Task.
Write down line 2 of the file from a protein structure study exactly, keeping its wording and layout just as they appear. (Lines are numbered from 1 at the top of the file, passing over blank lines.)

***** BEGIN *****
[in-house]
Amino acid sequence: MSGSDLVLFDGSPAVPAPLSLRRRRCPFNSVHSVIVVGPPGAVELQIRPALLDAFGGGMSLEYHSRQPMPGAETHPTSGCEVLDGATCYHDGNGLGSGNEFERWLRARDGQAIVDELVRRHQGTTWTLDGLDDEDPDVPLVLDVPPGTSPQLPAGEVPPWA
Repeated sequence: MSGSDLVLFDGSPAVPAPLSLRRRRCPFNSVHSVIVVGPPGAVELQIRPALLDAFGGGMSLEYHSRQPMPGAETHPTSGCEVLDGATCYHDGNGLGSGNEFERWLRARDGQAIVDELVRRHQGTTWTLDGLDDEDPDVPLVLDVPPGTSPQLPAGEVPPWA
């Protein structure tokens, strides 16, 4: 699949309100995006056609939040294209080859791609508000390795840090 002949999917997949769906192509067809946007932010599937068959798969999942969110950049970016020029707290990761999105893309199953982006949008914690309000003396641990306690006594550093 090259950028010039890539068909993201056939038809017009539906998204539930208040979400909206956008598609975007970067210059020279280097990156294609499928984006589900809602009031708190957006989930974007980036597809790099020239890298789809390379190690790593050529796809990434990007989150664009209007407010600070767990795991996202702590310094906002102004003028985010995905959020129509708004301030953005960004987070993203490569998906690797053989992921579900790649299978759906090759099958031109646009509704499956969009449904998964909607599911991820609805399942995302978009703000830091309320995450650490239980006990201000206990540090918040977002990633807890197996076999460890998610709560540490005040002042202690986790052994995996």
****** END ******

Amino acid sequence: MSGSDLVLFDGSPAVPAPLSLRRRRCPFNSVHSVIVVGPPGAVELQIRPALLDAFGGGMSLEYHSRQPMPGAETHPTSGCEVLDGATCYHDGNGLGSGNEFERWLRARDGQAIVDELVRRHQGTTWTLDGLDDEDPDVPLVLDVPPGTSPQLPAGEVPPWA